This weeks Offside View ponders who the supreme being is actually supporting at the 2010 World Cup.
Sportsmen have always been a religious bunch, although usually it’s manifested in them believing they are indeed the messiah.
This World Cup the bar seems to have been raised with religious signals almost becoming a form of Tourettes for some players. Then there’s the rosary beads of many including Wayne Rooney and Maradona, the latter choosing to wear his tightly wrapped around his ‘Hand of God’ almost resembling a religious knuckle duster.
Of course it’s easier to believe in a higher power when you’re one of the world’s greatest and best paid footballers. Kaka has said in the past ‘faith decides whether something will happen or not’ which is obviously easier to swallow when you’re a Real Madrid Galactico than if you’re working pulling pints at The Dog & Duck.
I asked my usual barman if he thought this was the path God had laid out for him, I’d let you in on his reply if it wasn’t so blasphemous. Funnily enough, even though he invariably gets the shamrock on a pint of Guinness perfect, I’ve never seen him drop to his knees and unveil a ‘I Belong To Jesus’ t-shirt.
How do we know if belief in the almighty actually works out on the football field? If Patrice Evra does five self blessings (where a player will replicate a cross with their finger from the forehead down) before entering the field of play and Robinho looks to the heavens for 30 seconds then who wins Top Trumps? What’s the currency here?
There’s even more complications when competing religious beliefs get involved. Franck Ribery raises his hands to Allah at the start of each game, so if he’s up against a devoutly Christian defence does that mean the leaders of the respective faiths put all else aside for 90 minutes whilst they try to make the respective prayers come true?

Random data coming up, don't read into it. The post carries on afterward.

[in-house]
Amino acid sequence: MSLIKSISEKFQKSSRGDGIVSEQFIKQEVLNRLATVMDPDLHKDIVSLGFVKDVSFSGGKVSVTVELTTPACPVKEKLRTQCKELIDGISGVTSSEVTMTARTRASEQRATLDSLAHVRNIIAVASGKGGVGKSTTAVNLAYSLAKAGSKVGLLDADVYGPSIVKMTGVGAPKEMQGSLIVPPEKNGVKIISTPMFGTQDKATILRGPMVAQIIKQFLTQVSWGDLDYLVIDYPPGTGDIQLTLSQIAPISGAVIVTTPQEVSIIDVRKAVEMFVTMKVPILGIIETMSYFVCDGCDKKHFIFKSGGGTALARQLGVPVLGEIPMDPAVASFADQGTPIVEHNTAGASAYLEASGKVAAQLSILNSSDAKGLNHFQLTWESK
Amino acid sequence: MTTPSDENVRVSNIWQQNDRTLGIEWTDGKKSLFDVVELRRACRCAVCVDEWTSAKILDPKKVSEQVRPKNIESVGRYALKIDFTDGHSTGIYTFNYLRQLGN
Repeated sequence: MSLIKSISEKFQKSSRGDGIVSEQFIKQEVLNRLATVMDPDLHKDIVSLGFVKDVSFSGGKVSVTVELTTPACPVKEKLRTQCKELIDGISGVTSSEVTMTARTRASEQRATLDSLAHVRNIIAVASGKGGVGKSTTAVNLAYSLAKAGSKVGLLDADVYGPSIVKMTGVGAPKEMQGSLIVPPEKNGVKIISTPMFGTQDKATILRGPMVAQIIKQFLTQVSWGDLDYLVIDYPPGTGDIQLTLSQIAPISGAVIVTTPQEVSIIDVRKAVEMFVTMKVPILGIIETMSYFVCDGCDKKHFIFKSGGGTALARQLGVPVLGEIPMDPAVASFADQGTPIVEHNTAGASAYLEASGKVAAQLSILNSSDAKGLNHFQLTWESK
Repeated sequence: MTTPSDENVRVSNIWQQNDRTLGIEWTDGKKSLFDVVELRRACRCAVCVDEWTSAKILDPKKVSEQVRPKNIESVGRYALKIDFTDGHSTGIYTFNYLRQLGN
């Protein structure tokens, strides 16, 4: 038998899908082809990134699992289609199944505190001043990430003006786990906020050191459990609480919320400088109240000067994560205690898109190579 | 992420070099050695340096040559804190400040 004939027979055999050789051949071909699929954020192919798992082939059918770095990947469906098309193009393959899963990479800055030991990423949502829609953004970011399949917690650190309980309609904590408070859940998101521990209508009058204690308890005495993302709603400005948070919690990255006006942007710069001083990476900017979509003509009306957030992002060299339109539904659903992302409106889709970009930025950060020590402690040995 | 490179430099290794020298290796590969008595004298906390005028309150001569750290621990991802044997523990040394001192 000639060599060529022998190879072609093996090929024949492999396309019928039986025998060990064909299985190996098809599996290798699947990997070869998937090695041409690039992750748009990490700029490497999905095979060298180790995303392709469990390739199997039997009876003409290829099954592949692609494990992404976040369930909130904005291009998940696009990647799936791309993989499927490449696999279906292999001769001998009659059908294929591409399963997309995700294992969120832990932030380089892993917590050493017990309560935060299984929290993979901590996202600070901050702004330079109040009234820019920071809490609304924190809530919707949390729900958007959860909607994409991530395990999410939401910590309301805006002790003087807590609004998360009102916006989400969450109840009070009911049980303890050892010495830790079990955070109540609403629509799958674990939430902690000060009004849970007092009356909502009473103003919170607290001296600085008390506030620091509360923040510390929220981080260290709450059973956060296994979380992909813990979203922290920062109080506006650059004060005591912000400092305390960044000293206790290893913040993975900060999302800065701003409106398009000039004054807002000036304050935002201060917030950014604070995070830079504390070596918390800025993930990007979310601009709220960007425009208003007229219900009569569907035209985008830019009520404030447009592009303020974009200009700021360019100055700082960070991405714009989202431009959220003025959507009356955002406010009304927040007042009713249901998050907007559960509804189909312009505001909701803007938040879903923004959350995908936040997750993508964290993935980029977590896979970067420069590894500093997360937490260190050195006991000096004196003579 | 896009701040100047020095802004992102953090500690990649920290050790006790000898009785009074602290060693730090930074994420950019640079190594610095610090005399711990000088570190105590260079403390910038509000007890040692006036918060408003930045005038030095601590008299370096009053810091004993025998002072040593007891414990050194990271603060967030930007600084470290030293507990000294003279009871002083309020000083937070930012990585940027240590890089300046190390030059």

I also get confused at how these players then justify using their faith to excuse cheating. Maradona famously coined the phrase ‘Hand of God’ which has now been adopted by villain of the moment Luis Suarez. However, why would God want Uruguay to win? This tiny country of 3.5 million people have won the thing twice yet Ghana’s 24 million inhabitants are yet to see any such glory and the soon to be 600 million Christians in Africa haven’t even seen a semi finalist yet!
Surely if God was as glued to the World Cup as us mere mortals are then he’d want to spread the success of the game around the world. Or am I confusing him with Sepp Blatter? In fact, is Sepp Blatter actually confusing himself with God? That would explain a lot.
I can’t help but feel it’s all a bit convenient to pass blame to someone who inevitably cannot be questioned. If it was the ‘Hand of God’ then that leaves scant room for the media to conduct further inquiries.
Likewise, if upon defeat a sportsman says it was simply what God wished then where do you go from there? You can hardly push the player as to why they feel God decided they would lose that day.
For example Ribery has had a bit of bad luck of late with missing the crucial Champions League final and seemingly forgetting how to play football prior to the World Cup. Is this down to his well publicised indiscretions with a lady of the night? Is Allah giving him a virtual slap about the face?
Whether this has any effect on a game or not is highly doubtful, even if there was a higher power at work, then surely football would be some way down the list of priorities. Just don’t tell the players that.